The idea of offering your product or a version of it for free has been a source of much debate.
Pricing is always tricky. Unfortunately, many entrepreneurs don’t give it enough thought. They will often copy the pricing strategy of similar products, base their decisions on pompous statements made by “experts” or rely on broken rationale (we worked hard so we should charge $X).
Free is even trickier and with so many opinions about it, we thought it would be refreshing to take a critical approach and dive deep into why some companies are very successful at employing the model while other companies fail. We’ve looked into economics academic papers, behavioral psychology books and strategies that worked for companies to come up with the key concepts below.
The Law of Marginal Cost
Pricing plays a huge part in competing for customers. Here’s an economic law that holds almost as much truth as the law of gravity: in a perfectly competitive market, the long-term product price (aka “market clearing price”) will be the marginal cost of production.
Guess what? Because of declining hosting and bandwidth costs, for most Internet products the marginal cost today is practically … zero.
In other words, if the cost to serve a customer (support aside) is zero, the long-term price of the product in the market will be zero (because of competitive pressure).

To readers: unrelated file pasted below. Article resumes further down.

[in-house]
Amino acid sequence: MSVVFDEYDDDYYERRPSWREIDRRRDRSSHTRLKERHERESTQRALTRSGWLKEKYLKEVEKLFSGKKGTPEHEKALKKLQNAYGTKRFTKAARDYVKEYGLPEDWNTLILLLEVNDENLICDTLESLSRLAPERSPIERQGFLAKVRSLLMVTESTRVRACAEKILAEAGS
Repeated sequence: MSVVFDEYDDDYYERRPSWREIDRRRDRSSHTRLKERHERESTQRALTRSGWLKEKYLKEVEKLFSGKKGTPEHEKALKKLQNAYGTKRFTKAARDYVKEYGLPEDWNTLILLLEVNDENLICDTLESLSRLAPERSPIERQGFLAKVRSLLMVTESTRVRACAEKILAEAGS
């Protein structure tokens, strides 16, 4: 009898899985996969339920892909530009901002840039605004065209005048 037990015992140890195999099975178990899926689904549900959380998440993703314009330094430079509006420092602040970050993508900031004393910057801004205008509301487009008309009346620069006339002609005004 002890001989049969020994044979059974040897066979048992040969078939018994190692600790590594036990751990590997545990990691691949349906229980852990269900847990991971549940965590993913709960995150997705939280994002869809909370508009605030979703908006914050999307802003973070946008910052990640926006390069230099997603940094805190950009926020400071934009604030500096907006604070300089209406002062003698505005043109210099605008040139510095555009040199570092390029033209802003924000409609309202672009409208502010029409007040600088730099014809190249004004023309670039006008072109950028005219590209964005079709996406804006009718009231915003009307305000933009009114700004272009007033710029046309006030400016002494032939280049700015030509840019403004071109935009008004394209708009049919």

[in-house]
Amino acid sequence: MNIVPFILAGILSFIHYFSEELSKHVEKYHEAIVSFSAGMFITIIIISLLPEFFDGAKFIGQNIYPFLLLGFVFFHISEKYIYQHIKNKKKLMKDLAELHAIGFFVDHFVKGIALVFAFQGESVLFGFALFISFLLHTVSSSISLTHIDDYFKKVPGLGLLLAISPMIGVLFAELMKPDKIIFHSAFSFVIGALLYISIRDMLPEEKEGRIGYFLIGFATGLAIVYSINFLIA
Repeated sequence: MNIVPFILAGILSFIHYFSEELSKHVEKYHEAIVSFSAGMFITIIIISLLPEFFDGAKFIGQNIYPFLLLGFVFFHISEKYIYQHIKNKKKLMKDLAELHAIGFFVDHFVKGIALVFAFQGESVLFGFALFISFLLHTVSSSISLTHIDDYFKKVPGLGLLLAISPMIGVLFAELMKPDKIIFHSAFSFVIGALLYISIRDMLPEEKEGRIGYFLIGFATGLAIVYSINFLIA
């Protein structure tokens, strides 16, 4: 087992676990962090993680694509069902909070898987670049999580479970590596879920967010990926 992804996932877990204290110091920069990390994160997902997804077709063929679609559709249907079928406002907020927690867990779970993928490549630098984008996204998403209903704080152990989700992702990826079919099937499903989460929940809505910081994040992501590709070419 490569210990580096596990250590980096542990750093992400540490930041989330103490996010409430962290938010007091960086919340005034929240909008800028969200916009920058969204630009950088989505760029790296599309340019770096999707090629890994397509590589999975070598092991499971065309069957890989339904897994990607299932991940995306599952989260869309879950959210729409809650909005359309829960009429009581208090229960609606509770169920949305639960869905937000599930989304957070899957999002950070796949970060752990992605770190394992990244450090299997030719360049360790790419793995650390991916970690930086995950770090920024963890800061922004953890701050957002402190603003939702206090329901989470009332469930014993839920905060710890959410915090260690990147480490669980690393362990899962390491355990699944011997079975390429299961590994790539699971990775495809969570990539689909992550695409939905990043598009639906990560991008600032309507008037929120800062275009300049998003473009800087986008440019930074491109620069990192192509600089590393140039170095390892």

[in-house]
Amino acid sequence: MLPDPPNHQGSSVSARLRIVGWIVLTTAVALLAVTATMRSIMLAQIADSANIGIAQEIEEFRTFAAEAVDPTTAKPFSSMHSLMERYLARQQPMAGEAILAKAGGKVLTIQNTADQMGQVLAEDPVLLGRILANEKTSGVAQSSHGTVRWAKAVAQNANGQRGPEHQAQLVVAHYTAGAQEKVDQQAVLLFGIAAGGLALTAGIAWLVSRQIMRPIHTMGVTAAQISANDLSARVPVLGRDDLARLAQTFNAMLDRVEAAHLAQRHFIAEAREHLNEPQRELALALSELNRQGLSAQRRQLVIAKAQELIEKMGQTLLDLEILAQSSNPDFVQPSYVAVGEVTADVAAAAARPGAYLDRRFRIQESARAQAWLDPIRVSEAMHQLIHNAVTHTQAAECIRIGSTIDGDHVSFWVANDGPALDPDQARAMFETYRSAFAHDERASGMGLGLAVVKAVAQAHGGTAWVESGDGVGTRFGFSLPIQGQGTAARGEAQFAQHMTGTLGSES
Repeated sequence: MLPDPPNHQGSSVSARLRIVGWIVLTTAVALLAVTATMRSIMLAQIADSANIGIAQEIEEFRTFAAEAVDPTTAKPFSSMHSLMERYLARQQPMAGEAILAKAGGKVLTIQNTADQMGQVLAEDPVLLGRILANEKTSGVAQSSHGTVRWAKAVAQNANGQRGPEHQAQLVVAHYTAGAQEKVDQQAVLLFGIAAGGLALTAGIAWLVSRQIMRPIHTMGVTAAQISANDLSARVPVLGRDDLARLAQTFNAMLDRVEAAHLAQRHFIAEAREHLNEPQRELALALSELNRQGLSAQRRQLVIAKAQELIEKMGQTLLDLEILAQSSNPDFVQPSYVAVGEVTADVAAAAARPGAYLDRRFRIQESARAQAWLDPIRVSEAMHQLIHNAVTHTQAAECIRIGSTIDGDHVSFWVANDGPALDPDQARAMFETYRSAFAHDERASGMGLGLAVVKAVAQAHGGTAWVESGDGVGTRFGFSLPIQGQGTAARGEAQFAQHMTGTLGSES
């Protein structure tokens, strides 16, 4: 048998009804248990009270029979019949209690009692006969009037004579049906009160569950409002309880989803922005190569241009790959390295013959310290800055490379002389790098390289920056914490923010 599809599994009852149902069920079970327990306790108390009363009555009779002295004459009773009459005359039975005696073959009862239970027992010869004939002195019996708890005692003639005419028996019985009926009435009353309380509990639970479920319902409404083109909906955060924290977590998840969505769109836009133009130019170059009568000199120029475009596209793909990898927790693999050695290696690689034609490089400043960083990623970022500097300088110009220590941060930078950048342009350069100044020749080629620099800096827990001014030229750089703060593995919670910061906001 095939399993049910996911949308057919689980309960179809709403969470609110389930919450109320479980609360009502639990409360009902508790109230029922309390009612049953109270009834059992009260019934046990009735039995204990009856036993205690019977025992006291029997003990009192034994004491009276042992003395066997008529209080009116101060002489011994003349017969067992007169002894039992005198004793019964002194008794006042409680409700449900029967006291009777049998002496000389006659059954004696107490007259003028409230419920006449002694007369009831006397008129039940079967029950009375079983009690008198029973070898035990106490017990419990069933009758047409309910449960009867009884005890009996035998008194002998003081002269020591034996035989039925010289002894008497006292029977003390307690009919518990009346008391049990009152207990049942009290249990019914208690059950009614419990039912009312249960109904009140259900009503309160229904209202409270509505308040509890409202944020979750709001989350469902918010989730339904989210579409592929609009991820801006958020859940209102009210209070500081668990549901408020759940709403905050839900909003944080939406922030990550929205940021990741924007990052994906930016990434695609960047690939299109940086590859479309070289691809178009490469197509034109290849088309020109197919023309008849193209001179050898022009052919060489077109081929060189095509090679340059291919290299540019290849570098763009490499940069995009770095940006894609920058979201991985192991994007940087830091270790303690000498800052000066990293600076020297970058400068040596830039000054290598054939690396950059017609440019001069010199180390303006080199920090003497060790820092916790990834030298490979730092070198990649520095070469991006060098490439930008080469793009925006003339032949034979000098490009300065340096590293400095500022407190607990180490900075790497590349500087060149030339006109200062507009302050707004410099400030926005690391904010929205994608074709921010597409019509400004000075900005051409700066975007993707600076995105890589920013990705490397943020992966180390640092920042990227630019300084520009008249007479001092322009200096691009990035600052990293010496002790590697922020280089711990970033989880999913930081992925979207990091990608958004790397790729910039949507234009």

At the core of the “Free” models are the products or services being offered to the customer. Most Internet products or services fall into the definition of an Experience Good: a product that needs a period of use before the customer can determine the value they can derive from it.
A good example is Dropbox. Consider Drew Houston’s words: “The fact was that Dropbox was offering a product that people didn’t know they needed until they tried.”
There are plenty of academics who looked into the pricing of Experience Goods. In 1983, the Economist Carl Shapiro wrote a fascinating paper about this subject. His conclusion was that since customers tend to underestimate the value of a product, the optimal pricing for an experience good is a low introductory price which is then increased when the customer realizes the value of the product.
In some cases, a customer might overestimate the value of the product. In that case, the optimal pricing strategy is to charge as much in the beginning or to lock in customers with long-term contracts.
This is why customers are reluctant to buy when someone asks them to prepay for a service or product or sign a long-term contract.
Hence, the introductory price is a signaling mechanism. The conclusion? A low entrance price signals that you are confident that your product will create value for the customer.
The Psychology of Free
Much has been written about the Psychology of Free.
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